Cider pioneer Eleanor Léger on growing a business with intention.

Movies have been made about the romantic notion of leaving corporate America to start a business in a remote, bucolic Vermont town, but few of those fictional characters can hold a candle to Eleanor Léger, the real-life founder of Eden Ciders in Newport, Vermont.

Her story began in the winter of 2006 when she left her management consulting job and bought an abandoned dairy farm in West Charleston. She dreamed of owning a beautiful, remote property in the Northeast Kingdom, where her family dates back generations. Her great-great grandfather trained as a blacksmith in West Charleston before serving in the Union Army in the Civil War, and the family burial plot is in West Glover. Buying the property felt like coming home.

Garret Huber, Eden Ciders

Garrett Huber, Director Of Operations at Eden Ciders, presses apples at the Eden Ciders orchard in West Charleston. Photo by Erica Houskeeper.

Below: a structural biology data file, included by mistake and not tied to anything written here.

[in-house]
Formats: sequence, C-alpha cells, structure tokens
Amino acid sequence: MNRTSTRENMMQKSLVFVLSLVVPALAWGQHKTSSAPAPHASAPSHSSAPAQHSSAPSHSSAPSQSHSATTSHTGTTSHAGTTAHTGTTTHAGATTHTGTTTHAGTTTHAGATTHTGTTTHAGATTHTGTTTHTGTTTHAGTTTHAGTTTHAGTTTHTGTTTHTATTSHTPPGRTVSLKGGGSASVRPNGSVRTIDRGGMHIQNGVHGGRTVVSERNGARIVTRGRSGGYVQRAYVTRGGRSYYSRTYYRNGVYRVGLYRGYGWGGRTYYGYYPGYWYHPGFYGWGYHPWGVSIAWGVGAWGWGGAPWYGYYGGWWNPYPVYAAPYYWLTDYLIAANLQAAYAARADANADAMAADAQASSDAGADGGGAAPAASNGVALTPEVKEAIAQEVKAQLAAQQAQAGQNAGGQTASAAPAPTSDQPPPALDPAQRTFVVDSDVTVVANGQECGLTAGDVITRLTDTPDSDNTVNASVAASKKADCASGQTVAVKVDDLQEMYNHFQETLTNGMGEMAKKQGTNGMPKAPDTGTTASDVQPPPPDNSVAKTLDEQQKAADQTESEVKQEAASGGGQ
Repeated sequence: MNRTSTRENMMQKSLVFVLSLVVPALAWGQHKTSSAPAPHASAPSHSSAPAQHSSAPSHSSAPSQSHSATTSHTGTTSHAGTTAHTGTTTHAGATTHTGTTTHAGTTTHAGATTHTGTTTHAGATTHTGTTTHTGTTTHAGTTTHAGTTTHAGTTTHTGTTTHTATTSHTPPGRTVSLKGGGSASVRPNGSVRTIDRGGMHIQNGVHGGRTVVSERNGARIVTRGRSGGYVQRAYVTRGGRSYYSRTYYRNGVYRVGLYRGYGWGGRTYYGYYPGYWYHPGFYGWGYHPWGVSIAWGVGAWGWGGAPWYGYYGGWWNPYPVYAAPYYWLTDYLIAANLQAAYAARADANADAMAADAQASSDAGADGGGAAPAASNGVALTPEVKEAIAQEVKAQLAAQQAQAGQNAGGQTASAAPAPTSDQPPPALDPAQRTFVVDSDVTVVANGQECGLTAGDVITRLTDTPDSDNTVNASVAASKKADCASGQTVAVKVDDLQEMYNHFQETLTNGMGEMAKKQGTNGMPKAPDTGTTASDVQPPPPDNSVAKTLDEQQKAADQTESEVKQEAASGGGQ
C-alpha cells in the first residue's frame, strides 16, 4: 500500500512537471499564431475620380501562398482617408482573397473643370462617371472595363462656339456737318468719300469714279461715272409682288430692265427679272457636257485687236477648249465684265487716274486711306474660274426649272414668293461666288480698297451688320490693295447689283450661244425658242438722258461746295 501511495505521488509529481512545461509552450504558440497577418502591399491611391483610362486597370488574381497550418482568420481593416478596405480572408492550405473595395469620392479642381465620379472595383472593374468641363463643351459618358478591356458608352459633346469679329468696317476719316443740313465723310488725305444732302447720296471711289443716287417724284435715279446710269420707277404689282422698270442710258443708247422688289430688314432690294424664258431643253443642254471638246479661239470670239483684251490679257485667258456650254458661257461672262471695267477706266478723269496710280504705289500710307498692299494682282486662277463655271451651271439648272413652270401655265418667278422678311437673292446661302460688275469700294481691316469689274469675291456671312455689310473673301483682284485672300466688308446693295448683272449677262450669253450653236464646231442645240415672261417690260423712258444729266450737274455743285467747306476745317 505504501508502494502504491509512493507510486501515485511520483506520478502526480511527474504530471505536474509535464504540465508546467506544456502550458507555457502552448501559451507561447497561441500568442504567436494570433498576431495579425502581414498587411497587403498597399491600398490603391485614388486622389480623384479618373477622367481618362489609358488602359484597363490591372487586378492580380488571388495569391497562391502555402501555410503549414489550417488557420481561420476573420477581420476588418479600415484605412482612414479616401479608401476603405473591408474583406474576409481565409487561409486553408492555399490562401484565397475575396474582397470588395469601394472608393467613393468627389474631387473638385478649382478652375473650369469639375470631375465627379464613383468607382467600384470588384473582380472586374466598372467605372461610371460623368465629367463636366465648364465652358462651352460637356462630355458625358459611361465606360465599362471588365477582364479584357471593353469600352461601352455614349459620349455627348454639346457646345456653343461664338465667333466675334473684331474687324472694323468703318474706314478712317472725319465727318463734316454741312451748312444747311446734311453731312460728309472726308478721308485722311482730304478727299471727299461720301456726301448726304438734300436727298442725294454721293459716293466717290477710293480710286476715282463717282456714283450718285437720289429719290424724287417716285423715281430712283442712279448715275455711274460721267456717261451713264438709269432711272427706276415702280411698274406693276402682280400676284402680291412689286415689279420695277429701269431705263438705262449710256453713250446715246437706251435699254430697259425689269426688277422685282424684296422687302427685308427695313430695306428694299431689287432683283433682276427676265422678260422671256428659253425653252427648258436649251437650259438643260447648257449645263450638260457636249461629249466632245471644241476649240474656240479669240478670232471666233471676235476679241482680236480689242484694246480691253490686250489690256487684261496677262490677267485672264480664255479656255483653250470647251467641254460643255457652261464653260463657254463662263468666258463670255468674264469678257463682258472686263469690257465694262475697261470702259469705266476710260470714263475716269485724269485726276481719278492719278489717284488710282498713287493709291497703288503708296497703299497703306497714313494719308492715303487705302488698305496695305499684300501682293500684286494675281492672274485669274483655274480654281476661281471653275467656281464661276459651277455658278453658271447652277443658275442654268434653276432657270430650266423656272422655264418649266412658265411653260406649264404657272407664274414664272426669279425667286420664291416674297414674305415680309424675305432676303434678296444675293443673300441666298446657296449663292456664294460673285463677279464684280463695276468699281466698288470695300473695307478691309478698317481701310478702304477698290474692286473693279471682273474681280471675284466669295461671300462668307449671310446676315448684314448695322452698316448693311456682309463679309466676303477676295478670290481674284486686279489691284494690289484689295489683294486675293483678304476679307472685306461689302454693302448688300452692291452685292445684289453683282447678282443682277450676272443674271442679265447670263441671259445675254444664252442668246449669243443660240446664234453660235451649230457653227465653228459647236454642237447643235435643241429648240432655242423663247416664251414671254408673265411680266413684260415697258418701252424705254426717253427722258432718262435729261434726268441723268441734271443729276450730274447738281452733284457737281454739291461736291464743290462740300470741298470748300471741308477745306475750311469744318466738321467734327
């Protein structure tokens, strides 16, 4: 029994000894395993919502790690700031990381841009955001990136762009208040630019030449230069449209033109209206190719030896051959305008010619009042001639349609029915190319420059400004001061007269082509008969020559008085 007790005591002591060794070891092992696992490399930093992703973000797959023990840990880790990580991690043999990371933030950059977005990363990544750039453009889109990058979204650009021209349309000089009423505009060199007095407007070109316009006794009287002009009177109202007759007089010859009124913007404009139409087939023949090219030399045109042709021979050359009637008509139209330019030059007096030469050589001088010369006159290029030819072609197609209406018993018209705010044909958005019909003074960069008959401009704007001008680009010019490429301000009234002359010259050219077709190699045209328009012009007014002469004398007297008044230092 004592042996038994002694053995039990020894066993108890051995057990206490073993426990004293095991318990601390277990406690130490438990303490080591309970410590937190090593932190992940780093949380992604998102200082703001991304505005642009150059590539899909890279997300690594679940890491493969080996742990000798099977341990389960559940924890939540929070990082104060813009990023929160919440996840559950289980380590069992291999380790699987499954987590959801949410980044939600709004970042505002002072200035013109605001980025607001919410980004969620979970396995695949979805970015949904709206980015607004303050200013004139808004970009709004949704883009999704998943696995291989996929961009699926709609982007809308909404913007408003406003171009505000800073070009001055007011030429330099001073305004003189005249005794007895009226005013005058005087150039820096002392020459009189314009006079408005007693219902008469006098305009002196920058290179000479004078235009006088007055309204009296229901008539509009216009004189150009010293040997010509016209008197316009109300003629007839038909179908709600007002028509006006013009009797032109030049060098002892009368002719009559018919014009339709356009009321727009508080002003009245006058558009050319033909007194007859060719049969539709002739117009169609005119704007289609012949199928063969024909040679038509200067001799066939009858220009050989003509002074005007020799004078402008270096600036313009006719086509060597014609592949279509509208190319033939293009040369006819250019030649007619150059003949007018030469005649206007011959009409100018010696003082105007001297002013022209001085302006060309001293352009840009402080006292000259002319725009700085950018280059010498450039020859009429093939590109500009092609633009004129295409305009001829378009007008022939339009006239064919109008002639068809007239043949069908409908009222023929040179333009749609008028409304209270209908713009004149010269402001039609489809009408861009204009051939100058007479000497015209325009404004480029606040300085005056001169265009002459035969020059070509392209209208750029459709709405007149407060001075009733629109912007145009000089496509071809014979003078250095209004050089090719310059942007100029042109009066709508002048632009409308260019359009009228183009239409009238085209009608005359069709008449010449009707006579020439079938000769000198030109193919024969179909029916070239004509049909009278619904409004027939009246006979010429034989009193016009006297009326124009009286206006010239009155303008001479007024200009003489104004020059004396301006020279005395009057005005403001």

This, however, is where Eleanor’s story departs from the movie versions. Beyond simply creating a different life for herself, Eleanor also dreamed of bringing economic prosperity to the corner of Vermont she loved so well. Although the financial crisis of 2008 was still looming, unemployment rates in the Northeast Kingdom hovered around twelve percent and family farms were regularly being forced to sell, jeopardizing the working landscape. With a background in economics and business, she wanted to start a company that would benefit both the land and the local economy.